Coping With Radiation Recall
Some people who have had ]]>radiation therapy]]> develop "radiation recall" dermatitis during their ]]>chemotherapy]]> . During or shortly after certain anticancer drugs are given, the skin over an area that had received radiation turns red. A shade anywhere from light to very bright. The skin may blister and peel. This reaction may last hours or even days.
Report radiation recall reactions to your doctor or nurse. You can soothe the itching and burning by:
- Placing a cool, wet compress over the affected area.
- Wearing soft, non-irritating fabrics. Women who have radiation for ]]>breast cancer]]> following ]]>lumpectomy]]> often find cotton bras the most comfortable.
Reducing the dose of the chemotherapeutic medication or using steroids may improve the problem.
American Cancer Society
National Cancer Institute
BC Cancer Agency
Canadian Cancer Society
Camidge, R, Price, A. Characterizing the phenomenon of radiation recall dermatitis. Radiother Oncol 2001; 59:237.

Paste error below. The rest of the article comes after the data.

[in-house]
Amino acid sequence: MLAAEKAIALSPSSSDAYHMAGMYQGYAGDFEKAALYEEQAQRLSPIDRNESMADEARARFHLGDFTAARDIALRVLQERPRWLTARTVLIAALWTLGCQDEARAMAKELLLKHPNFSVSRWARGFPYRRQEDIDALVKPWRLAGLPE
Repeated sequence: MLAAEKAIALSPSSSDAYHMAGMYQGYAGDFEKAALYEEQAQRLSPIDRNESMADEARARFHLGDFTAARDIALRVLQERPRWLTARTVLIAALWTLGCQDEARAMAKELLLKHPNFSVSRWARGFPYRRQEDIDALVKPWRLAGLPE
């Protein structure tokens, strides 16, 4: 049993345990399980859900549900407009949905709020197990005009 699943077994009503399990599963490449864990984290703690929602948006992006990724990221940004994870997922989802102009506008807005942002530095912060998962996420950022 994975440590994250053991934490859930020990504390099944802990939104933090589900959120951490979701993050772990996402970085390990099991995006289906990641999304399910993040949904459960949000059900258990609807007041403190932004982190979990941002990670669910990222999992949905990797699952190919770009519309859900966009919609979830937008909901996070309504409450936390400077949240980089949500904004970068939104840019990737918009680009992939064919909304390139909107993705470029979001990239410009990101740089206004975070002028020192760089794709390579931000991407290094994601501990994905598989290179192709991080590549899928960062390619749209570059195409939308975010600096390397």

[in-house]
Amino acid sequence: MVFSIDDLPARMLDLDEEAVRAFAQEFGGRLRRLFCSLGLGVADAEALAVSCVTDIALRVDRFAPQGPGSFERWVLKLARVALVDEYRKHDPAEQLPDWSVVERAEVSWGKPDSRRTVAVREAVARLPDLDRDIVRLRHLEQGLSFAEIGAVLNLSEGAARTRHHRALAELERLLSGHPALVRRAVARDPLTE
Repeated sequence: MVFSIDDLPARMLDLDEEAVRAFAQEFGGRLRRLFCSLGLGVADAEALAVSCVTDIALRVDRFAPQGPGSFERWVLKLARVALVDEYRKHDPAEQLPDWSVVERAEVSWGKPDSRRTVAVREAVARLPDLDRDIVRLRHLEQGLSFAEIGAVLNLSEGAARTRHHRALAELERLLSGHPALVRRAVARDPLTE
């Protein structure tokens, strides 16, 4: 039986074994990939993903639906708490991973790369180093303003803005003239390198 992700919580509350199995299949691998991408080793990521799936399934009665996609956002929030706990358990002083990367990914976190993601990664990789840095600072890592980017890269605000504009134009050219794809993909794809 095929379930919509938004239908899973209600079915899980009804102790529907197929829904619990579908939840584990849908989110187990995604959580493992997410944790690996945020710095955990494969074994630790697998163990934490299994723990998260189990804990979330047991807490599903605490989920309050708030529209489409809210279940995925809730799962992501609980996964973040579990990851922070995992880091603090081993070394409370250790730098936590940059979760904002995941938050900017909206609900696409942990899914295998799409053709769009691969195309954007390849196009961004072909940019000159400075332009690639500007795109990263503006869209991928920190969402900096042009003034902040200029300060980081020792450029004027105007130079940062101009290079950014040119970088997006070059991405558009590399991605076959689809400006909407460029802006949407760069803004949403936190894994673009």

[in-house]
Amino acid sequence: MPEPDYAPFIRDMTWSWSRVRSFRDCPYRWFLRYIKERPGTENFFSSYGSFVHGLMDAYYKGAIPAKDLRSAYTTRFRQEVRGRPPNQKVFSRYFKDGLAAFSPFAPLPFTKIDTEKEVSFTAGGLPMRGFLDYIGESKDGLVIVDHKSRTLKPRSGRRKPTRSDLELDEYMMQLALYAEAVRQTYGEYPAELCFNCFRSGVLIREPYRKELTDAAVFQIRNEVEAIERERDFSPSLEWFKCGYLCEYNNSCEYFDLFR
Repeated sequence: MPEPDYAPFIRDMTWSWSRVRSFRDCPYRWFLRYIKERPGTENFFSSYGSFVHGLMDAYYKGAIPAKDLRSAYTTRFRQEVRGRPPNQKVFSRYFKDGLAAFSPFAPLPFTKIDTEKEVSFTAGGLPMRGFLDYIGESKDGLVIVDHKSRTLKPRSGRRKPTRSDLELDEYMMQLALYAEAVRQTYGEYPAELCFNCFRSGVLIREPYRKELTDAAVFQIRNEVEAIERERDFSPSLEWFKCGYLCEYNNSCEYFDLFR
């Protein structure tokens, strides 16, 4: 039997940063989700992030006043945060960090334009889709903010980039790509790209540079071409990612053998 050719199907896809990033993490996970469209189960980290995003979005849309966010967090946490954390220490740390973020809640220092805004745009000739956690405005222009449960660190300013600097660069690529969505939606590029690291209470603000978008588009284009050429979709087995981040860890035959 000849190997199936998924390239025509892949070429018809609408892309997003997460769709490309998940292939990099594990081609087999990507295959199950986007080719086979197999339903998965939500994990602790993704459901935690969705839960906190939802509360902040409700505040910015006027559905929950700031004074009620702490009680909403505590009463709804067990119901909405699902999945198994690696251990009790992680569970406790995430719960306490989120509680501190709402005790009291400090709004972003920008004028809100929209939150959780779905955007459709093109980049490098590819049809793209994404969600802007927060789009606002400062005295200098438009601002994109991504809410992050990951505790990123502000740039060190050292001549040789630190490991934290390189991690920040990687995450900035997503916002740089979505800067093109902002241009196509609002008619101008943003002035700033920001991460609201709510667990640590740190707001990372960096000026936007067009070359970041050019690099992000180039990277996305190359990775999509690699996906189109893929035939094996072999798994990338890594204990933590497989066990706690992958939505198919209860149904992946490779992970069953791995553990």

Camidge, R, Price, A. Radiation recall dermatitis may represent the Koebner phenomenon. J Clin Oncol 2002; 20:4130;.
National Cancer Institute website. Available at: http://www.cancer.gov .
Schwartz, BM, Khuntia, D, Kennedy, AW, Markman, M. Gemcitabine-induced radiation recall dermatitis following whole pelvic radiation therapy. Gynecol Oncol 2003; 91:421.
Last reviewed March 2008 by ]]>Marcin Chwistek, MD]]>
Please be aware that this information is provided to supplement the care provided by your physician. It is neither intended nor implied to be a substitute for professional medical advice. CALL YOUR HEALTHCARE PROVIDER IMMEDIATELY IF YOU THINK YOU MAY HAVE A MEDICAL EMERGENCY. Always seek the advice of your physician or other qualified health provider prior to starting any new treatment or with any questions you may have regarding a medical condition.
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